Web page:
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Infectious Syphilis/Sexually Transmitted Infections (STI)

May 27, 2011

Context

Alberta continues to experience a high number of new cases of infectious syphilis as well as other STIs including HIV. Cases are occurring throughout the province in males and females of all ages, ethnicities and sexual preferences. Although some cases have been linked to the sex trade, many are in persons reporting casual and/or anonymous sexual encounters and occasionally in people who had assumed their situation was monogamous. Testing is critical to identification of at risk individuals who may be asymptomatic.

Clinical Presentation

Primary syphilis – classically presents as painless ano-genital or oral ulceration. May heal spontaneously.

Secondary syphilis – Generalized rash, particularly on the palms and soles, sometimes accompanied by fever and lymphadenopathy; mucus lesions, condyloma lata, patchy or diffuse alopecia, meningitis, headaches, uveitis, retinitis. Untreated, it progresses to latent and tertiary stages.

Latent syphilis – asymptomatic.

Tertiary syphilis – Cardiovascular syphilis (aortic aneurysm, aortic regurgitation, coronary artery ostial stenosis); neurosyphilis (ranges from asymptomatic to symptomatic with headaches, vertigo, personality changes, dementia, ataxia, presence of Argyll Robertson pupil); gumma (tissue destruction of any organ; manifestations depend on site involved).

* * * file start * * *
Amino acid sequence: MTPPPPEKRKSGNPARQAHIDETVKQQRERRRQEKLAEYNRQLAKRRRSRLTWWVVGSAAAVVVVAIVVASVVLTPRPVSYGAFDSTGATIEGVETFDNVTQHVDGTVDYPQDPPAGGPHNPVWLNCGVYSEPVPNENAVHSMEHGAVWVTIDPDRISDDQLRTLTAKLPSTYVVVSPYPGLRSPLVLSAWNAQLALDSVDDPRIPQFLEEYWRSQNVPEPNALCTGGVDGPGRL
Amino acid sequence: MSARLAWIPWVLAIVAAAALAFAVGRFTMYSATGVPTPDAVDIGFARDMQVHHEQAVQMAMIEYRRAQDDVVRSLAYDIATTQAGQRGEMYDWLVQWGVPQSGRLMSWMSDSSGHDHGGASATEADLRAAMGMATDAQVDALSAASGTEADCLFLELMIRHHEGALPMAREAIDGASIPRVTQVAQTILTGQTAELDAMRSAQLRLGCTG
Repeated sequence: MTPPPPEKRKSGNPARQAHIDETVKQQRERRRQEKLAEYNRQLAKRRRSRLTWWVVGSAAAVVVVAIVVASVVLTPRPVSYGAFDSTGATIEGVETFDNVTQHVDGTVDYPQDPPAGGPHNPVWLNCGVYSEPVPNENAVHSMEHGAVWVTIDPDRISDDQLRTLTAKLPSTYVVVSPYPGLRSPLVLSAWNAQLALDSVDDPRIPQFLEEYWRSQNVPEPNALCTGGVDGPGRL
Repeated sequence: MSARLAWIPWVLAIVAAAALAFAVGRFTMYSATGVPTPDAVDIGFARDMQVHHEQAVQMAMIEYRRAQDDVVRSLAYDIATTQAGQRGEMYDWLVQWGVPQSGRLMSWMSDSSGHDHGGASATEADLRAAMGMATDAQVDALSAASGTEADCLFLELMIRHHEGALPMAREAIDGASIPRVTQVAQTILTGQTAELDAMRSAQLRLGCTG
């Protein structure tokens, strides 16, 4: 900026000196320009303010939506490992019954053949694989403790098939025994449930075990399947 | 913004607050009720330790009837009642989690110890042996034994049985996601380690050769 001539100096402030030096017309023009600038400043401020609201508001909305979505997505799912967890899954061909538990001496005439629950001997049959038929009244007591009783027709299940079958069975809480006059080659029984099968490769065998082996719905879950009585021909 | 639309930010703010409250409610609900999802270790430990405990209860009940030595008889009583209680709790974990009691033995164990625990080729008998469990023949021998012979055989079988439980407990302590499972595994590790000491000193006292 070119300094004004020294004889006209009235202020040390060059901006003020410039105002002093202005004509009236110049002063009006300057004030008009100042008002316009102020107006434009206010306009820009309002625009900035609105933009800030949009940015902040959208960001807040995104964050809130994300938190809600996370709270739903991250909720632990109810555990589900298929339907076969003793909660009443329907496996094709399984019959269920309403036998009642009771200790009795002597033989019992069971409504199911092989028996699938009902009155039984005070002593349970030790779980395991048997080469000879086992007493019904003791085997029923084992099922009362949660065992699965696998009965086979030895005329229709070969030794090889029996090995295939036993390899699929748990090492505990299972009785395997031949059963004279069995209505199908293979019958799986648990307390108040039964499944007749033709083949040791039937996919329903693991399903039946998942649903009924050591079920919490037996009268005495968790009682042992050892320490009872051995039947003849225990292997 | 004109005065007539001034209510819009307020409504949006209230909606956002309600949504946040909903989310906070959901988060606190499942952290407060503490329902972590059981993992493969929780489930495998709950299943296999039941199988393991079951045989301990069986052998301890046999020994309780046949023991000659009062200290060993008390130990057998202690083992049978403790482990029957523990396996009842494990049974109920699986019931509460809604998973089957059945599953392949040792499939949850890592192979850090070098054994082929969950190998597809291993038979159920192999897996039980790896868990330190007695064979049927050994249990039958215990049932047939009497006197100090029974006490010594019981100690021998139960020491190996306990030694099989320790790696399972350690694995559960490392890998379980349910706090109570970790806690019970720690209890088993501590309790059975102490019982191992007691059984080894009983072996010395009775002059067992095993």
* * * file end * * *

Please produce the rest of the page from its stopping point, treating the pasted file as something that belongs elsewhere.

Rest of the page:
Actions

  1. Offer testing for syphilis, other STIs (e.g., gonorrhea and chlamydia) and HIV to anyone engaging in sexual contact (penile-vaginal, penile-anal, oral-genital) and especially outside of a mutually monogamous relationship. Syphilis increases the risk of transmission or acquisition of HIV. Condoms do not provide complete protection against syphilis.
  2. Screen all pregnant women for syphilis early in pregnancy, again at mid-pregnancy, and again at the time of giving birth. In addition, some pregnant women identified as being at high-risk (e.g., sex trade workers) should be screened more frequently. Infectious syphilis during pregnancy can result in congenital syphilis in the newborn, with the possibility of serious complications such as stillbirth, prematurity and multi-system organ involvement.

Laboratory Tests

Assistance with interpretation of test results, management of suspect/confirmed cases and partners and treatment can be obtained by contacting:

Additional Reference